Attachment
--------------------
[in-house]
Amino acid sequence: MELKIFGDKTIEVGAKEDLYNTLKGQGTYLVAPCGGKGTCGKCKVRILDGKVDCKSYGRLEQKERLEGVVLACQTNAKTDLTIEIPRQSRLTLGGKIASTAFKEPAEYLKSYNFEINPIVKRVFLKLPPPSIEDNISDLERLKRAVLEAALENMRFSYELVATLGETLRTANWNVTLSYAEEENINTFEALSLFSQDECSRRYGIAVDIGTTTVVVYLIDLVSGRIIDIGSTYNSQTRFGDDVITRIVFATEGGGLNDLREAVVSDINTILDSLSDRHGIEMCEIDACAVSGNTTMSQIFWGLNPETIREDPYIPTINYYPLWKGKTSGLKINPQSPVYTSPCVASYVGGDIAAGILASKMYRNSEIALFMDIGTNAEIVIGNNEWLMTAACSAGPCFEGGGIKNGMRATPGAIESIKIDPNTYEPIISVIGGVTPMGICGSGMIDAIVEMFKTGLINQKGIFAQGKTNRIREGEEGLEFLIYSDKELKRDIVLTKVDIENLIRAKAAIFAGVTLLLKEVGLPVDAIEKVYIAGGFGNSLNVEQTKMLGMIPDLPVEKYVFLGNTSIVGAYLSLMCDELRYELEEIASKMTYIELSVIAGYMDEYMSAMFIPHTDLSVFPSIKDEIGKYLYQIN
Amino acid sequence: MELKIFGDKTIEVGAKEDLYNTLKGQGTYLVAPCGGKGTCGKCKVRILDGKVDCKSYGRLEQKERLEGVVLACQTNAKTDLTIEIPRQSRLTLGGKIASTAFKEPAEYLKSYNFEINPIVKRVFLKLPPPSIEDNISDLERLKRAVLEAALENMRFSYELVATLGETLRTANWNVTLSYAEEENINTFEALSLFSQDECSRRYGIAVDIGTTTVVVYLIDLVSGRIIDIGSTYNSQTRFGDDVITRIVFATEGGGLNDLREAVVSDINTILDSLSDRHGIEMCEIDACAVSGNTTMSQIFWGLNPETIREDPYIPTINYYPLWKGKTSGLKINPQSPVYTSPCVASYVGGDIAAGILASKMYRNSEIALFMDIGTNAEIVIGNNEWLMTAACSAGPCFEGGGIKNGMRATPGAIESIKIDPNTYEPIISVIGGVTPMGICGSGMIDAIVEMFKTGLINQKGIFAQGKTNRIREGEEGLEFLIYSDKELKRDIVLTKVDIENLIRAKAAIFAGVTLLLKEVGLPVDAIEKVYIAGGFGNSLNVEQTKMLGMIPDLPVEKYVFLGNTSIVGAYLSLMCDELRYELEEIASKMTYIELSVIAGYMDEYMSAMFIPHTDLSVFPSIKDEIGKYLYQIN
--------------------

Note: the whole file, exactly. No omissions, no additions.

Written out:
[in-house]
Amino acid sequence: MELKIFGDKTIEVGAKEDLYNTLKGQGTYLVAPCGGKGTCGKCKVRILDGKVDCKSYGRLEQKERLEGVVLACQTNAKTDLTIEIPRQSRLTLGGKIASTAFKEPAEYLKSYNFEINPIVKRVFLKLPPPSIEDNISDLERLKRAVLEAALENMRFSYELVATLGETLRTANWNVTLSYAEEENINTFEALSLFSQDECSRRYGIAVDIGTTTVVVYLIDLVSGRIIDIGSTYNSQTRFGDDVITRIVFATEGGGLNDLREAVVSDINTILDSLSDRHGIEMCEIDACAVSGNTTMSQIFWGLNPETIREDPYIPTINYYPLWKGKTSGLKINPQSPVYTSPCVASYVGGDIAAGILASKMYRNSEIALFMDIGTNAEIVIGNNEWLMTAACSAGPCFEGGGIKNGMRATPGAIESIKIDPNTYEPIISVIGGVTPMGICGSGMIDAIVEMFKTGLINQKGIFAQGKTNRIREGEEGLEFLIYSDKELKRDIVLTKVDIENLIRAKAAIFAGVTLLLKEVGLPVDAIEKVYIAGGFGNSLNVEQTKMLGMIPDLPVEKYVFLGNTSIVGAYLSLMCDELRYELEEIASKMTYIELSVIAGYMDEYMSAMFIPHTDLSVFPSIKDEIGKYLYQIN
Amino acid sequence: MELKIFGDKTIEVGAKEDLYNTLKGQGTYLVAPCGGKGTCGKCKVRILDGKVDCKSYGRLEQKERLEGVVLACQTNAKTDLTIEIPRQSRLTLGGKIASTAFKEPAEYLKSYNFEINPIVKRVFLKLPPPSIEDNISDLERLKRAVLEAALENMRFSYELVATLGETLRTANWNVTLSYAEEENINTFEALSLFSQDECSRRYGIAVDIGTTTVVVYLIDLVSGRIIDIGSTYNSQTRFGDDVITRIVFATEGGGLNDLREAVVSDINTILDSLSDRHGIEMCEIDACAVSGNTTMSQIFWGLNPETIREDPYIPTINYYPLWKGKTSGLKINPQSPVYTSPCVASYVGGDIAAGILASKMYRNSEIALFMDIGTNAEIVIGNNEWLMTAACSAGPCFEGGGIKNGMRATPGAIESIKIDPNTYEPIISVIGGVTPMGICGSGMIDAIVEMFKTGLINQKGIFAQGKTNRIREGEEGLEFLIYSDKELKRDIVLTKVDIENLIRAKAAIFAGVTLLLKEVGLPVDAIEKVYIAGGFGNSLNVEQTKMLGMIPDLPVEKYVFLGNTSIVGAYLSLMCDELRYELEEIASKMTYIELSVIAGYMDEYMSAMFIPHTDLSVFPSIKDEIGKYLYQIN